Topband: Attached: Dean- Long wave antennas-Trans-Atlantic radio telephone.
k1fz at myfairpoint.net
Sat May 3 18:42:44 EDT 2014
Samuel "Winthrop" Dean: Info from the Belfast Museum.
Samuel W. Dean was the engineer-in-charge at the time of the historical
radio broadcast in Belfast.
For scholarly use only:
May 1923 Secretaries second report. Samuel Winthrop Dean.
Born: at Cambridge, Mass August 29, 1897
Son Of: Francis W. and Lydia C.H. (Cushing) Dean.
Prepaired at: Lexington High School, Lexington, Mass.
Married: Ida Mae Hoge, at Honolulu, T.H. November 24, 1920
Child: Frances Elizabeth, born March 19, 1922.
Occupation: Radio Engineer
Permanent Mailing Address: 4 Elliot Road, Lexington, Mass.
I left college in April 1917, and became engaged in radio work being conducted for the Government by a Cambridge concern. In June 1916 was called to active duty in the Naval Reserve as Radio Electrician, and was later promoted to Ensign. In July 1919 I entered the employ of the Radio Corporation of America, and was transferred to Marshall, Calif. And later to the Hawaiian Islands. I have been located either in Hawaii or California for the past three years. In August 1922, I returned to Lexington, Mass., and am now again attending Harvard.
Excerpt from the Harvard 1929 secretaries report:
In the fall of 1922, I returned to Harvard to complete my studies interrupted by the war. In 1923 I received the degree of A.B. as of 1919, and entered the employ of the Radio Corporation of America. After two years of development work at their Belfast, Maine experimental station, I entered the employ of the American Telephone and Telegraph Co. in 1925, being employed at their Houlton, Maine radio station until 1927, when I was transferred to their New York office. During this period I was engaged in development work on the Transatlantic Radio Telephone System In 1925 I was one of the authors of a paper, "Radio Relaying," presented before the Institute of Radio Engineers, and am also one of the authors of a paper, "The Receiving System for Long-Wave Transatlantic Radio Telephony," presented before the same institute in 1928.
Excerpt from the Thirteenth anniversary report 1944.
Samuel Winthrop Dean
Died Jan. 8, 1931 Boston, Mass.
Radio communications was Winthrop Dean's lifelong interest. When, but nine years old he had amused his schoolmates by installing a microphone in a bird's
nest near the window, and leading wires to a reproducer in the schoolroom, so that .the conservation of the feathered family was repeated---with alarming magnification---for the benefit of the class. Later he built his own headphone set, secured a license as an amateur radio operator, joined the Independent Wireless Company of Medford, and became a charter member of the American Radio Relay League. He also qualified for a commercial operator's license and spent some of two summer vacations as a radioman at sea. In 1914 he was elected a Junior Associate of the Institute of Radio Engineers. At Harvard many of his spare hours were devoted to research work in the Cruft High Tension Laboratory, although he also took part in the productions of the Harvard Dramatic Club.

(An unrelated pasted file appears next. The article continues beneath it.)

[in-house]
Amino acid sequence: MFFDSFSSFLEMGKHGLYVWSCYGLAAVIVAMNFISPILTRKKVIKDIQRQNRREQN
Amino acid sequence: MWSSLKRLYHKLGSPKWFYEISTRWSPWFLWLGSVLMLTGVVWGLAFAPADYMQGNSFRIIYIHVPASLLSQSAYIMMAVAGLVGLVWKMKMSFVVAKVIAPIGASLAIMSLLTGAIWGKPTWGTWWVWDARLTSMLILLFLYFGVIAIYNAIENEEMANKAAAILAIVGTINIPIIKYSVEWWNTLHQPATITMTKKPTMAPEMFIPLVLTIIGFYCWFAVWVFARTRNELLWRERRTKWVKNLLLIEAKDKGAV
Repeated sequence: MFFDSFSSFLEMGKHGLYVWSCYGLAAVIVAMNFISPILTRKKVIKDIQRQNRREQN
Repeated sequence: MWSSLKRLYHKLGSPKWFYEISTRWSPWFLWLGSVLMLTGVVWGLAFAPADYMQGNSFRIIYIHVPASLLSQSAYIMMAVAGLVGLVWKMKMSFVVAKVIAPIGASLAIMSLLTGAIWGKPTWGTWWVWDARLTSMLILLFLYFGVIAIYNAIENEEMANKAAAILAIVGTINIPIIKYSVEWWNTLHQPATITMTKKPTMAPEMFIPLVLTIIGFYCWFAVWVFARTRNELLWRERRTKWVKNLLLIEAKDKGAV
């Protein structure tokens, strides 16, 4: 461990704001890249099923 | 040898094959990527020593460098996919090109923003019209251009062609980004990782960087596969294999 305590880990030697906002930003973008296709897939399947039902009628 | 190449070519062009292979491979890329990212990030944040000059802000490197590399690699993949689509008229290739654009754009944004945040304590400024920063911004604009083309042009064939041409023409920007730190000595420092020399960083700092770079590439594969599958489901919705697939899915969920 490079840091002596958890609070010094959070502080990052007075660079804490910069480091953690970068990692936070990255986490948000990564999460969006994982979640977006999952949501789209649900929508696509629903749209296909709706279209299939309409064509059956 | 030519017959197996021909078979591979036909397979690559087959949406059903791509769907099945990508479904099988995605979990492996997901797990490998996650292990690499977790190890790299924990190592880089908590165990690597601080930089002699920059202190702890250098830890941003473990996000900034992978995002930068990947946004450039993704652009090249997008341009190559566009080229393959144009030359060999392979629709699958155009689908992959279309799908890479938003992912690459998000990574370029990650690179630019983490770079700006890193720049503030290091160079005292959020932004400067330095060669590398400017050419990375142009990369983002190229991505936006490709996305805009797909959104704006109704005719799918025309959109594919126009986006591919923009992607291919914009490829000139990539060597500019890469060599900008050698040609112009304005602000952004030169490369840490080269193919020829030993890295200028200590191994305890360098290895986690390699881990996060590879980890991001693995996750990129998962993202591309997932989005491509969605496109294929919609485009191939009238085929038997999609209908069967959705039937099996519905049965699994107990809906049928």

On the outbreak of the war Winthrop had enlisted as a reservist, but was not called to active duty immediately. Instead he was removed from college and placed as a civilian engineer in a firm producing radio equipment for the armed services and our allies.
In June 1919, Winthrop went to work for the Radio Corporation of America, a company then being organized at the request of the government to take over the
American end of all international radio communication channels. With this concern he worked in New York, Seattle, California, and Hawaii where he installed and supervised long distance radio receiving stations, and stratified some of his desire for traveling. In Hawaii, he met and married Ida Mae Hoge.
In 1922 he returned to Harvard and after a year of study received the degree of A.B. (honoris causa) in June 1923. There after, he went back with the Radio Corporation of America and with them did two years of development work at their Belfast, Maine, experimental station. In 1925 he joined the American Telephone and Telegraph company and was employed at their radio station at Houlton Maine, where he collaborated in the design and installation of the first commercial transatlantic telephone system. During this time he published a number of scientific papers.
In 1928 Dean was lent by his employers to the British Post Office and worked at St Andrews, Scotland, for nearly a year. Shortly after his return home he developed a common cold which was followed by general streptococcus infection, finally in an abscess of the lung.
"Those of us who truly knew Winthrop Dean," wrote our classmate, Thomas T. Hopes, "counted his friendship a precious possession. Always inquiring, he was not didactic; pleased to present a point convincingly, he was yet more eager to be convinced him self of some new thing; ready to teach, he was keenly anxious to learn. With a driving interest in one subject, physics, he gathered around him a Harvard a small group of disrespectful but devoted admirers.
The members of that group found him an example of true devotion to science, of generous cooperation of honest, un-self conscious workmanlike thinking, which permanently influenced their lives. In this influence, as in his accomplishments, he lives yet. Can any man achieve a finer immortality than the double one of the incorporation of his ideas in the history of a science, and
the preservation of his methods and character in the grateful recollection of his friends.?"
Houlton AT&T Trans-Atlantic facility: Wave antennas & SSB reception.
Internet reference: http://alcatel-lucent.com/bstj/vol08-1929/articles/bstj8-2-309.pdf
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